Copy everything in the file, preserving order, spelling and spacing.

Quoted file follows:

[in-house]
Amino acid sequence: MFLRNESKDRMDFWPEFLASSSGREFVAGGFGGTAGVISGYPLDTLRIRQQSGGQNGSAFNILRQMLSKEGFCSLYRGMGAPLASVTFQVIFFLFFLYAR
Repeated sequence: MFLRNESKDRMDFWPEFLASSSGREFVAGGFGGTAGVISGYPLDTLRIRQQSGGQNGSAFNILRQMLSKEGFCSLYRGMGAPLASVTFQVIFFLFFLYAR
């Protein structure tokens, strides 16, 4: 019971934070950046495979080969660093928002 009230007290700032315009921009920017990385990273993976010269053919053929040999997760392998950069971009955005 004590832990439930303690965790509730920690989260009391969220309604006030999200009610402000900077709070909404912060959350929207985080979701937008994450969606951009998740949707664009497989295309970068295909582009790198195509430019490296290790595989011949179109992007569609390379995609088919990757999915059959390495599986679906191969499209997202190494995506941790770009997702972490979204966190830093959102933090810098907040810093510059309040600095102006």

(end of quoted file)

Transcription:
[in-house]
Amino acid sequence: MFLRNESKDRMDFWPEFLASSSGREFVAGGFGGTAGVISGYPLDTLRIRQQSGGQNGSAFNILRQMLSKEGFCSLYRGMGAPLASVTFQVIFFLFFLYAR
Repeated sequence: MFLRNESKDRMDFWPEFLASSSGREFVAGGFGGTAGVISGYPLDTLRIRQQSGGQNGSAFNILRQMLSKEGFCSLYRGMGAPLASVTFQVIFFLFFLYAR
């Protein structure tokens, strides 16, 4: 019971934070950046495979080969660093928002 009230007290700032315009921009920017990385990273993976010269053919053929040999997760392998950069971009955005 004590832990439930303690965790509730920690989260009391969220309604006030999200009610402000900077709070909404912060959350929207985080979701937008994450969606951009998740949707664009497989295309970068295909582009790198195509430019490296290790595989011949179109992007569609390379995609088919990757999915059959390495599986679906191969499209997202190494995506941790770009997702972490979204966190830093959102933090810098907040810093510059309040600095102006």